This is one of the most common debates out there. Most people have their opinion about this topic and nobody can actually tell which one is correct. Neither can I, of course, but nevertheless, I decided that I might just share with you my ideas on the matter, throw in my two cents, maybe it will help someone.
When I create a new class, the first thing I do is design its interface
(as you know, I believe that any object must implement at least one interface).
The name of the interface reflects, usually, what the object is, not what it does or what
other obejcts should do with it. There are very few cases where I find adjectives suitable, one of them
Then comes the implementation of that interface. Since there may be more implementations in the future, I mostly
name the object based on the encapsulated details. So, assuming the interface is
HttpRequest, if the first object
which obeys this interface uses ApacheHttpClient, its name could be
ApacheRequest. Then, another implementation may come, working with a different http client, maybe jcabi-http, in which case the name would be
So far, so good, probably nothing new, but here’s the catch: depending on the pattern, the name of my classes won’t necessarily make sense by themselves. For instance, somewhere in one of my projects, you’ll see the following class:
It doesn’t look natural by itself, right? Well, it should be clear that this type of request
is not supposed to be used “alone”, ever. Its constructor won’t even allow it,
since it is supposed to wrap another
HttpRequest, maybe another decorator or maybe
a concrete request. Can you think of a better name? I believe that, when naming a class, we must also
take into account how it is going to be used, in what context or pattern – if the names make sense when all
of them are put together, then you are fine. Adding useless nouns will only end up making noise.
HttpHeaders would be used as follows:
Furthermore, I hate useless suffixes. Let’s take the most glorious example: “Factory”. Have you noticed that, when an object is tasked with creating other objects nothing matters anymore? The context, the business, the domain, nothing! That poor object’s name must have the suffix “Factory”, otherwise the code just won’t work.
I do have factory objects in my code, but the word “factory” is not present anywhere. The project is a chatbot and one of the top-most abstractions is the “Knowledge”, something that the bot knows how to do. Each implementation of Knowledge creates a tree of Steps which represent it – the bot needs to take one or more steps in order to fulfill any command. What I called “Knowledge” is actually a factory object, because it creates other obejcts, those Steps. Here is how the assembled code looks like:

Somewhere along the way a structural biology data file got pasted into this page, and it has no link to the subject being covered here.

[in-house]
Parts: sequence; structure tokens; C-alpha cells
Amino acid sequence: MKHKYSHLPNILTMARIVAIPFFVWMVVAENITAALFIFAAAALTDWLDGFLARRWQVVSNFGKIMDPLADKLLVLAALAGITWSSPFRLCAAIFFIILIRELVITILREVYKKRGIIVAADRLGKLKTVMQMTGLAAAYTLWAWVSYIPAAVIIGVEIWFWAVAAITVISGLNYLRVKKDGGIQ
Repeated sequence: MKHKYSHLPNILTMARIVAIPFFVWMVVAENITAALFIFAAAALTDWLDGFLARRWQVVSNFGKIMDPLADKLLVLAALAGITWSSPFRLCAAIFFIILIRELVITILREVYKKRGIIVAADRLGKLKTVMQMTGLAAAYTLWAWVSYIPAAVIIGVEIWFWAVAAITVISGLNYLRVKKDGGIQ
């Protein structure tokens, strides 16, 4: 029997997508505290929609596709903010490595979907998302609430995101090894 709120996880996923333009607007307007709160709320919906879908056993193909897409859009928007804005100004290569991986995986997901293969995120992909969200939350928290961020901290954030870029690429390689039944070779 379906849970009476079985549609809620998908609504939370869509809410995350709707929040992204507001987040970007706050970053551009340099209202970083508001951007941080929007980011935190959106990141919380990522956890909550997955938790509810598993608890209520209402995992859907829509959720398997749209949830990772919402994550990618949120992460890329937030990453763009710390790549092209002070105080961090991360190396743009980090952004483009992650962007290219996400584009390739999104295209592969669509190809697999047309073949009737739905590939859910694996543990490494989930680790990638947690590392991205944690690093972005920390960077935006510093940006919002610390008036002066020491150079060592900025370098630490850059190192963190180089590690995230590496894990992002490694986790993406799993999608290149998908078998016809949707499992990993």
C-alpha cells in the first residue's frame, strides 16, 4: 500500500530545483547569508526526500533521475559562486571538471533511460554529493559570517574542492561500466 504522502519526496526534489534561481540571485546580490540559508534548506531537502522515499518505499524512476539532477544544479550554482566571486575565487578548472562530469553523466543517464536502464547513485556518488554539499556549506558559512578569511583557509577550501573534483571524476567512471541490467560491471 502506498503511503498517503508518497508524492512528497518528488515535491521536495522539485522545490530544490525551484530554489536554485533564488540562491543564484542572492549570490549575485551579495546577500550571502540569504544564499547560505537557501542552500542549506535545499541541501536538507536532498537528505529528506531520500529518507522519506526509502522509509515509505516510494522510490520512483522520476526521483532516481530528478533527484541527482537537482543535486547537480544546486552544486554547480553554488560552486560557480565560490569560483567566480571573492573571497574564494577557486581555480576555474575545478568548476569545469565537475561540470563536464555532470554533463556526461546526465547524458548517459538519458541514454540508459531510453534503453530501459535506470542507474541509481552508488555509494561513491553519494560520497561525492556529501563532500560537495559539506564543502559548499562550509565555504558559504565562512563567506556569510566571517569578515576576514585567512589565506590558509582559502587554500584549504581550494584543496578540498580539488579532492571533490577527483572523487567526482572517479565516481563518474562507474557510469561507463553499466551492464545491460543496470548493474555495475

Confused are all implementing
Knowledge and they work together in a cascade mechanism, in order to find the proper steps to be executed. The snippet above translates to the following words: “A conversation is started, the bot can say ‘hello’, run some scripts for you or it may be confused if it does not understand the command”.
Now here is the same snippet of code, with a more common naming:
Which one is better? They will both work the same, it’s just about readability. To me, it’s like a finished building vs a building which still has the construction scaffolding around it – nobody wants to know how the house has been built, all the scaffolding and instruments used, that is not important. Instead, everyone is eager to see the final construct and they should understand what it does without being clear what’s been used to achieve it.
Another example of naming:
WebLog? Because the encapsulated Log will ultimately be presented
to the user on the web UI. When calling
log.address(), the String “https://webapps.amihaiemil.com” will be
concatenated with the file’s name to form a valid URL. Here is the WebLog class, you can also see that the encapsulated variable of type
Log, the one which will be displayed to the user, is named “onServer” - because it is the log file which, in the end, will be fetched from the server.
This is pretty much the idea of how I handle naming. And, of course, I always write JavaDocs (Maven central won’t even allow you to publish anything without them) so, if a name is not good enough, the JavaDoc on top of it will always shed light for you. What do you think? What naming conventions do you use?